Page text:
Tickling Ribs and Tickling Minds - The Giggle-Inducing Science of Humor

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Tickles can be hard to resist, and scientists have devised numerous explanations as to why. Some theories may seem absurd.

One theory suggests that laughter at a joke involves shifting back and forth between our initial assumptions (based on scripts) and alternative explanations provided in a cartoon or joke. Damage to the frontal lobe may impede this frame shifting process.

What Makes Us Laugh?

Laughter and humor in general are natural human behaviors, with its evolution having occurred throughout time. Although different laugh-related noises have emerged over time, laughter remains universally present among humans and even some primates such as apes. Laughter serves multiple social functions such as expediting courtship, improving conversational flow, synchronizing emotional states and strengthening social bonds.

No matter the context, laughter is usually an involuntary reaction. According to Freud's theory of laughter as an outlet from life's stresses and strains, while scientists have shown its infectious nature; one study concluded that participants became tense after watching others laugh but their muscles relaxed as soon as they heard their own laughter.

Researchers have spent decades exploring what makes us laugh using various methodologies ranging from surveys to fMRI brain imaging. Researchers have generally determined that our ability to recognize humor involves a cognitive process known as incongruity resolution; our ability to do so increases when encountering situations that violate our expectations yet don't pose an immediate threat.

However, this theory has its limitations. It doesn't explain all aspects of what makes us laugh and its contribution to human evolution is unclear. Other theories attempt to address these concerns by outlining specific triggers of laughter such as feeling superiority or relieving tension or experiencing incongruity that create laughter triggers.

Thomas Veatch provided an exhaustive explanation for humor in a book published in 2021. He suggested that humor emerged as a means of social connection and collaboration in long-extinct human groups, theorizing that primitive laughing known as Duchenne laughter brought members of these groups together during periods of safety or satiation. Jokes and laughter can strengthen social bonds even today and laughing may have even evolved to facilitate courtship, foster cooperation among groups or help individuals cope with everyday difficulties.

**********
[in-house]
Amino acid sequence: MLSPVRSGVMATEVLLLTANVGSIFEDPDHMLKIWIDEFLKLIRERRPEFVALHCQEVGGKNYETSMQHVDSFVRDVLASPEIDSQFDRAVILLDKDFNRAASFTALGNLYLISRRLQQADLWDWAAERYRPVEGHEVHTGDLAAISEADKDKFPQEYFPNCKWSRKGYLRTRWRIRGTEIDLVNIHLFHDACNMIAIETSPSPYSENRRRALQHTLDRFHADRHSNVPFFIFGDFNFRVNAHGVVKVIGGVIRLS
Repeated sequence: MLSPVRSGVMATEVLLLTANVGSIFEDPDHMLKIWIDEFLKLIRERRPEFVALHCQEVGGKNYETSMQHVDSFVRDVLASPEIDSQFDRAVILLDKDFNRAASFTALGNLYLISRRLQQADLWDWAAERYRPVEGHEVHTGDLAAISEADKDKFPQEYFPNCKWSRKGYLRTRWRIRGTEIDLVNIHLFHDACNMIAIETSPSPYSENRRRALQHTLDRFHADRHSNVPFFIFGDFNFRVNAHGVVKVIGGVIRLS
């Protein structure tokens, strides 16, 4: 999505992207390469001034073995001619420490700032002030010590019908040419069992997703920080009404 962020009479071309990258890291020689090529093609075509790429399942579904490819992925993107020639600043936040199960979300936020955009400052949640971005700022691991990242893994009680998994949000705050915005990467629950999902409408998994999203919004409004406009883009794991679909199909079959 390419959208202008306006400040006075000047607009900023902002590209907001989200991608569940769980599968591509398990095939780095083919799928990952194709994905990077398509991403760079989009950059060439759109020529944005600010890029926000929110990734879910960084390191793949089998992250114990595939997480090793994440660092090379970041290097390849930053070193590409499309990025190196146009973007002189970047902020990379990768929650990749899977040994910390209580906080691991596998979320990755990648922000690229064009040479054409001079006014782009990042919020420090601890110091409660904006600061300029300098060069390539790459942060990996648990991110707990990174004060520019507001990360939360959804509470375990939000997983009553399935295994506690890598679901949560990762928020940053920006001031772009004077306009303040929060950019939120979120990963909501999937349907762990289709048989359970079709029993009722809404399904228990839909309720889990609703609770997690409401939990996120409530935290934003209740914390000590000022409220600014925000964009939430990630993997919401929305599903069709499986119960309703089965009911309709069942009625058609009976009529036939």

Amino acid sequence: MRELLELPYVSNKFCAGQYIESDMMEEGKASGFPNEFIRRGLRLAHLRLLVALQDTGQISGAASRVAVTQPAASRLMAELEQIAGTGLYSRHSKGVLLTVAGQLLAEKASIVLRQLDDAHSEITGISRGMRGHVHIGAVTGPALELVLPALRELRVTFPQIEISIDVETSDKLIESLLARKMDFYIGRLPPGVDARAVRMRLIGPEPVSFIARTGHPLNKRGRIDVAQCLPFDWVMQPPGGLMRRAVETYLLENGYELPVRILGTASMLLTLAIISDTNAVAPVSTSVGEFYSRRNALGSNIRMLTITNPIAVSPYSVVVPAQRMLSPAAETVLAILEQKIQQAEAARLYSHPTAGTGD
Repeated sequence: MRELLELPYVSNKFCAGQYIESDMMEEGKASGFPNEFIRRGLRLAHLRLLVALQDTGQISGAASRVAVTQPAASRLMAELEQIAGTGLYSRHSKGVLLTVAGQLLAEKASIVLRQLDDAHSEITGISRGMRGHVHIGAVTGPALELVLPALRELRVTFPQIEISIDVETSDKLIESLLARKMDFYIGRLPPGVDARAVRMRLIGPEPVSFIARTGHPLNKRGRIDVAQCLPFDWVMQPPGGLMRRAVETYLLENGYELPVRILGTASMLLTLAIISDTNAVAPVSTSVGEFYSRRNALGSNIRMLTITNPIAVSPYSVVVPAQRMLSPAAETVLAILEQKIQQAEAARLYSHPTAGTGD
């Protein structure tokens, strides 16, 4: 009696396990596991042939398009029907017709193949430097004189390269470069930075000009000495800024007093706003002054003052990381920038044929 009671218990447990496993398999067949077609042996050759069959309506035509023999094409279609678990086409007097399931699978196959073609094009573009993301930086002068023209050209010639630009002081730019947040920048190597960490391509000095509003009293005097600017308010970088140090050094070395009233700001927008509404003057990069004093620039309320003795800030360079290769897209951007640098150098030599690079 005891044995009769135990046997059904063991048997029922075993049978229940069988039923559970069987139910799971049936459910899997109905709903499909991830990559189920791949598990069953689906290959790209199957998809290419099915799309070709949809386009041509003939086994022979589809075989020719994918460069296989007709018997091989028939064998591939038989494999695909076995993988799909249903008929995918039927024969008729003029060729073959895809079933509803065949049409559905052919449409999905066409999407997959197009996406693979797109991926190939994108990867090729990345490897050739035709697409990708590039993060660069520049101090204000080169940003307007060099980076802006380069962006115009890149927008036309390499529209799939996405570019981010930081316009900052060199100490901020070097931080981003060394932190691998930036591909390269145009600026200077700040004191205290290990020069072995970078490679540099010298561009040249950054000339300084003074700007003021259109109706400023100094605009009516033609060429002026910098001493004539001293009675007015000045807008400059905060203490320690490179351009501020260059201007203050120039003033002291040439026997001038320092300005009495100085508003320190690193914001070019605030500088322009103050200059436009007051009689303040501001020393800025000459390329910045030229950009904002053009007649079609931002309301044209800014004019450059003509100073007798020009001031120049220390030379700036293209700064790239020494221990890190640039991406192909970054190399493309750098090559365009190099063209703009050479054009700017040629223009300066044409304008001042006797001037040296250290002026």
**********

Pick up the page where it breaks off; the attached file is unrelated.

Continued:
Physiological Responses to Humor

Laughter - whether generated internally or generated externally - is a complex physiological response. Laughing activates multiple brain circuits, including those for controlling muscles, understanding context and modulating positive emotions such as the motor cortex, frontal lobe and limbic system.

No surprise that laughter makes us feel good, particularly at something funny! Studies show how laughter may even help protect us; research suggests it improves perceptions of pain and stress while helping us cope better with unpleasant situations. Furthermore, laughter may improve learning abilities as well as decision-making capabilities.

One study asked participants to complete a difficult multiplication problem by hand, with those who watched a humorous video before starting the task spending twice as long and more frequently correcting it than those who didn't watch any beforehand. Researchers postulated that watching humor videos activates parts of our brain which help manage stressful or unpleasant situations.

Most theoretical models of humor suggest that two incongruous or incompatible elements must be present to trigger laughter, with their sudden resolution leading to amusement or laughter. One striking aspect of laughter is how it engages all parts of our bodies at once - particularly those parts we find particularly ticklish - such as when your ribs meet. One such area where laughter often strikes can be the gap in between your ribs where people can easily be tickled all over their bodies.

Darwin suggested that our ticklishness may stem from our need to form social bonds; however, this theory falls apart when considering that some people find being tickled unpleasant or even repellent. Furthermore, studies indicate some individuals simply possess inherently high levels of ticklishness with no correlation between sense of humor and ticklishness levels.